After the demise of the Soviet Union in 1991, it became easier for citizens in those parts of the world to communicate with those of us in the West.
My own ancestors came from that part of the world and it was at around this time my family in Canada began to learn more about our ancestry and family tree.
After World War II, many individuals were displaced as a result of the political agreements of the states involved in settling territorial issues at the time. My parents’ families were affected. They fled Ukraine for Western Europe and eventually Canada. Many records of their lives in Ukraine were lost. For nearly half a century after the descent of the Iron Curtain, communications and ties with out remaining families in Ukraine were greatly curtailed.
Today, we know more about our ancestry, thanks to communications we’ve had with family members in today’s Ukraine, and to the efforts of an aunt who was interested in our genealogy.
Among the interesting connections in our ancestry are our ties to Petro Konashevych (Петро (Кононович) Конашевич-Сагайдачний), a significant political, civic and military leader and diplomat in 16th and 17th century Ukraine. From 1614 until 1622 he held the rank of Hetman with the Ukrainian Cossacks. Sahaidachny was a nickname he earned at the Zaporozhian Sich, a Cossack republic. The nickname refers to an archer’s quiver and denoted his high military rank.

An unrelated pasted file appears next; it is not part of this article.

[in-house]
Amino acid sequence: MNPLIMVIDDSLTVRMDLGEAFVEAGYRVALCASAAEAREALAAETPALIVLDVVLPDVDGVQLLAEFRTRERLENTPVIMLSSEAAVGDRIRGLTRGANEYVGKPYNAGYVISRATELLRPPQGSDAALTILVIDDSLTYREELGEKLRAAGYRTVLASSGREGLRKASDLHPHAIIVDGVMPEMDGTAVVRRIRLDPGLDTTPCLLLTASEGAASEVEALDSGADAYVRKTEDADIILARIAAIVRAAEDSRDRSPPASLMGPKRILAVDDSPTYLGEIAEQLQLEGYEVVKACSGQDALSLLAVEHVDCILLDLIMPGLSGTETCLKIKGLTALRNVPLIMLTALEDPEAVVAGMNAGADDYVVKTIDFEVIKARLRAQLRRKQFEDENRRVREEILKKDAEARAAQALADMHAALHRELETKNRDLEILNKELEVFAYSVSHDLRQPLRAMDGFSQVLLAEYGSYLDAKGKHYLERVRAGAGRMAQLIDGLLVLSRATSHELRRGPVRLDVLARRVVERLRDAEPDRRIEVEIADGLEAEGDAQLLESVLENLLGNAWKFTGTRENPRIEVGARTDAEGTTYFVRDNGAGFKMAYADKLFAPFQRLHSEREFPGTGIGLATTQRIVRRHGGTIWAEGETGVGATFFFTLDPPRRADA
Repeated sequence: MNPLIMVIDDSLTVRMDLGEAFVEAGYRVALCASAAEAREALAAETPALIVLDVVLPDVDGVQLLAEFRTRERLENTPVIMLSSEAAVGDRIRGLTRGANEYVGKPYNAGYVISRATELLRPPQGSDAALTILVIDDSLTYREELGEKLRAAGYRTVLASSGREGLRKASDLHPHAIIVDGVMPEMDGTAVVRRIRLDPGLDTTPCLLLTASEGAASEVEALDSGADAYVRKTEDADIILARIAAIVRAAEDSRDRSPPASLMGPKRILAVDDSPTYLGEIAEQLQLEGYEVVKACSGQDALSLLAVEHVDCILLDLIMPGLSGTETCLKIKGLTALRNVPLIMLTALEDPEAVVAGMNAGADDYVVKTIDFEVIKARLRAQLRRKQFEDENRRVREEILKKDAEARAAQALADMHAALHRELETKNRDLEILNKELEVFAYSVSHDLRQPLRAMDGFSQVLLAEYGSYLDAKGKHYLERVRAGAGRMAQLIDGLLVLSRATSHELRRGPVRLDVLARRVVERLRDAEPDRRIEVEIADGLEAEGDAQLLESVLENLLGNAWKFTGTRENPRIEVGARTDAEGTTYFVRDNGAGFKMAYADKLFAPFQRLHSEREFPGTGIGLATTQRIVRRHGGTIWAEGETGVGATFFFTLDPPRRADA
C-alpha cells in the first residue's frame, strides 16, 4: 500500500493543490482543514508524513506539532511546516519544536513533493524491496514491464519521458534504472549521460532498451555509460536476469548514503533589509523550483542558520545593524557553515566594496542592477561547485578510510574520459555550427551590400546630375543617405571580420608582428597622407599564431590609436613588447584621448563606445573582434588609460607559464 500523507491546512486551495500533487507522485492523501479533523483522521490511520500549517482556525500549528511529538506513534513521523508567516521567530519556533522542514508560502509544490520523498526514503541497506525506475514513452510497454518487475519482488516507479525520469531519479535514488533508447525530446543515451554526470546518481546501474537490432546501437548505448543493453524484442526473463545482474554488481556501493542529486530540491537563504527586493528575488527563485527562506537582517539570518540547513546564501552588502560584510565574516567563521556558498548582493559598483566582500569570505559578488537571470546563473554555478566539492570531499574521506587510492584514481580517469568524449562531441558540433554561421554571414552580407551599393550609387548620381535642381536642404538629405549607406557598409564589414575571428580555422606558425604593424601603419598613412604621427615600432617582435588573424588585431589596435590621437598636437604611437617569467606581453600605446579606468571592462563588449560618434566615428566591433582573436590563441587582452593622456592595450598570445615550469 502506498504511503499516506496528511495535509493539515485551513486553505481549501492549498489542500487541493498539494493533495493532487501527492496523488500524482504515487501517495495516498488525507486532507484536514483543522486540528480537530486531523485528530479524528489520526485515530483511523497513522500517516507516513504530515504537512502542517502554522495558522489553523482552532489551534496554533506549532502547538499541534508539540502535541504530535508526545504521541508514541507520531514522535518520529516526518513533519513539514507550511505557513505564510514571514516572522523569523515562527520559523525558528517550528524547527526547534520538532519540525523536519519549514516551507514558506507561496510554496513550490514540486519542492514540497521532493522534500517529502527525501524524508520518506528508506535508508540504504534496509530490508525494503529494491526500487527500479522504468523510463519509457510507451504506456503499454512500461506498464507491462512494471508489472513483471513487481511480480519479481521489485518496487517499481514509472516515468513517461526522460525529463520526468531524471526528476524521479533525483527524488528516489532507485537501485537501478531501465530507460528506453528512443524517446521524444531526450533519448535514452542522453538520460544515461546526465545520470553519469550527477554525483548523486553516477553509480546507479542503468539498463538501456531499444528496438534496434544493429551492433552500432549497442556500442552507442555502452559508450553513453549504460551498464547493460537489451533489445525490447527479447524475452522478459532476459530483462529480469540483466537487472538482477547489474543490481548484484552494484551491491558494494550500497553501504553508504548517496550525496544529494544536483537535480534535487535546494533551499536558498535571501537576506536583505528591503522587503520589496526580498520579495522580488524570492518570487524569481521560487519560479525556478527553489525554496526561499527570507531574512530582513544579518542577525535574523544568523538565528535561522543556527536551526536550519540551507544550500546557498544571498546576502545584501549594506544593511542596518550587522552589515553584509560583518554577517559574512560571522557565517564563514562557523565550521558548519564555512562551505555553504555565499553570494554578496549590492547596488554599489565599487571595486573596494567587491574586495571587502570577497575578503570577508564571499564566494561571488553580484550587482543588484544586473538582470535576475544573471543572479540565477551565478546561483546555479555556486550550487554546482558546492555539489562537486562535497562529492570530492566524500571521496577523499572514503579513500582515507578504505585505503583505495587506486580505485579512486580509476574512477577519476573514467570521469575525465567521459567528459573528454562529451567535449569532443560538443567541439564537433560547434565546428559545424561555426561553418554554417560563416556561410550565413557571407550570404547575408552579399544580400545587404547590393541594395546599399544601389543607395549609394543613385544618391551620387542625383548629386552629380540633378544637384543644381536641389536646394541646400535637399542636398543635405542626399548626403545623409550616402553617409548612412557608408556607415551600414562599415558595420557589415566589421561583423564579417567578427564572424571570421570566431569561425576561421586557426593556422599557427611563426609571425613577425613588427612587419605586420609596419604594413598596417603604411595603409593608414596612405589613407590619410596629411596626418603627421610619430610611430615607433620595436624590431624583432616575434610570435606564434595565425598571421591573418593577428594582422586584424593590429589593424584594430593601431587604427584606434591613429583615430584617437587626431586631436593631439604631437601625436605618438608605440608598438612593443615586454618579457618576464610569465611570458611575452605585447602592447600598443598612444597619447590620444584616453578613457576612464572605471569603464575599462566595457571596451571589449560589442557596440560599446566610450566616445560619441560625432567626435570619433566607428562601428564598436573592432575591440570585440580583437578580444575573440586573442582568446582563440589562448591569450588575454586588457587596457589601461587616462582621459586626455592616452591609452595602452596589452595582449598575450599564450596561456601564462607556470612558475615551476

He was born ca 1570 to an aristocratic family. He received a privileged education in the best universities of the time. The Konashevych family had been accepted into Polish nobility in the 16th century and was granted a coat of arms with a history dating back to the 12th century.
He participated in early 17th century in military campaigns against the Tatars and Turks and led the Cossacks in capturing cities from the Turks and freeing slaves. He also led a Cossack army in a campaign by Poland against Muscovy. His military success attracted the attention of European rulers and his victories strengthened the Cossack union and influence in the region. Sahaidachny placed his significant energy towards the religious and cultural rights of the Ukrainian people and sought to unite Cossack military prowess with the Ukrainian clergy and nobility.
He died from wounds sustained in his final military campaign in 1622. His ultimate popularity made him the subject of several Ukrainian folk songs.